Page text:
Rescuers are searching for survivors after a huge explosion killed at least 100 people and injured more than 4,000 in Beirut.
For thousands of people at home, work or out and about, there was no warning and no way to get to safety as Tuesday’s blast hit the Lebanese capital.
President Michel Aoun said it was caused by 2,750 tonnes of ammonium nitrate – used in fertilisers and as an explosive – which was left unsecured in a warehouse for six years at the city’s port.
He called for an urgent cabinet meeting on Wednesday, and said a two-week state of emergency should be declared as the disaster is investigated.
Residents woke today to a scene of devastation, shocked by the magnitude of the destruction.
Thousands have been left homeless and families are still counting the casualties and searching for the dead.
The head of Lebanon’s Red Cross, George Kettaneh, said at least 100 people were killed and more than 4,000 were wounded, adding the toll could rise further.
Many people spent the night going from one hospital to another desperate for any news about missing loved ones.
The blast struck with the force of a 3.5 magnitude earthquake, according to Germany’s geosciences centre GFZ, and was heard and felt as far away as Cyprus – more than 125 miles (200km) across the Mediterranean.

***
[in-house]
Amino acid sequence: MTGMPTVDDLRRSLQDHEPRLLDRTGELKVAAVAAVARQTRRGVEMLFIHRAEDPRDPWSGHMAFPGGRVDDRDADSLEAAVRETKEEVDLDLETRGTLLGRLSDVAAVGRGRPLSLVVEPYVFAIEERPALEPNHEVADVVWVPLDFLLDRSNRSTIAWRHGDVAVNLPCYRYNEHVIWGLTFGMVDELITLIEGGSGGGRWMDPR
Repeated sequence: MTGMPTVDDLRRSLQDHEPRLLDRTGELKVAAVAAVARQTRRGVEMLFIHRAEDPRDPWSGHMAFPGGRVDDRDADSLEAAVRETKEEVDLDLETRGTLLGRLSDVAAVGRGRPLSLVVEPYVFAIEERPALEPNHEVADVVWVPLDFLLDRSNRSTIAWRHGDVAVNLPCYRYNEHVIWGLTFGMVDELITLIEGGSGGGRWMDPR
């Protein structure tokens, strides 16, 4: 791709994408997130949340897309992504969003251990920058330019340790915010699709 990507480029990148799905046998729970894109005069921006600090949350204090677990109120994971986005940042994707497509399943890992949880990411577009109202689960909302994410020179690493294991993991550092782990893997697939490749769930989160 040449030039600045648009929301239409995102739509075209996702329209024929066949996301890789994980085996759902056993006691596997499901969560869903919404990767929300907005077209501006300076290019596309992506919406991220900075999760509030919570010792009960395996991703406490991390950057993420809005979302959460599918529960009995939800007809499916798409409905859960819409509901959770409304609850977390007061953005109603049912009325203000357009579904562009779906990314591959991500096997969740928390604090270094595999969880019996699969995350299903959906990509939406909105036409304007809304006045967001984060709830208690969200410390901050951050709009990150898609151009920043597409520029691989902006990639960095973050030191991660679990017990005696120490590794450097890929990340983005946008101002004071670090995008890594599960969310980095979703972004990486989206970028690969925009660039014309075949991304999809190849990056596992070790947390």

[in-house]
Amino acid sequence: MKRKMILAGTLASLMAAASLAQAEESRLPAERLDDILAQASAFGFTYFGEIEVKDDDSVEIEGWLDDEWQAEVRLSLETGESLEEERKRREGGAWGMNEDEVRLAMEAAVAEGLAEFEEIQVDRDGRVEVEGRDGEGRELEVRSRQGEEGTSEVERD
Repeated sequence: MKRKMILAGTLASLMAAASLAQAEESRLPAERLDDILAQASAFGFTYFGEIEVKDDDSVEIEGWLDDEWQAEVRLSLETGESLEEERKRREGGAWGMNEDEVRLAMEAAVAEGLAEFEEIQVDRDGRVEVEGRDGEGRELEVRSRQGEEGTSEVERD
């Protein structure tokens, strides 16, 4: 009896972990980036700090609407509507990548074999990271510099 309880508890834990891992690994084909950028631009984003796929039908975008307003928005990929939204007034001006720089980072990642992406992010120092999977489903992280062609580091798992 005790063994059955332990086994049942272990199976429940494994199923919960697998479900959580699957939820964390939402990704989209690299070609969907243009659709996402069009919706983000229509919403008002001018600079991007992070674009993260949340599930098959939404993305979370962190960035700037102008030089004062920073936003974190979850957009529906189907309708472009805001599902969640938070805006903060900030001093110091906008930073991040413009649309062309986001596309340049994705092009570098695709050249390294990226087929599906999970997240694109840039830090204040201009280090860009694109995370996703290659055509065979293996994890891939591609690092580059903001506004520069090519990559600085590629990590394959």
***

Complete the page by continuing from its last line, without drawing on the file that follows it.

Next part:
A mushroom cloud could be seen spreading over the city.
“L’Apocalypse,” read the front page of Lebanon’s French L’Orient-Le Jour newspaper. Another paper, al-Akhbar, had a photo of the destroyed port with the words: “The Great Collapse.”
“It was a real horror show. I haven’t seen anything like that since the days of the [civil] war,” said Marwan Ramadan, who was about 500 metres from the port and was knocked off his feet by the force of the explosion.
The intensity of the blast threw victims into the sea and rescue teams were still trying to recover bodies.
Lebanon was already on the brink of collapse amid the coronavirus outbreak and an unprecedented economic crisis that had triggered mass protests in recent months.
Its hospitals, already buckling under a surge in COVID-19 infections, are now overflowing and struggling to cope with the influx of those injured in the blast.
Doctors and nurses have been forced to treat some of those hurt on the streets outside, while at the same time trying to keep coronavirus patients separate from the constant new arrivals.
“It’s like a war zone. I’m speechless, said Beirut’s mayor Jamal Itani, while inspecting damage he estimated ran into billions of dollars.
“This is a catastrophe for Beirut and Lebanon.”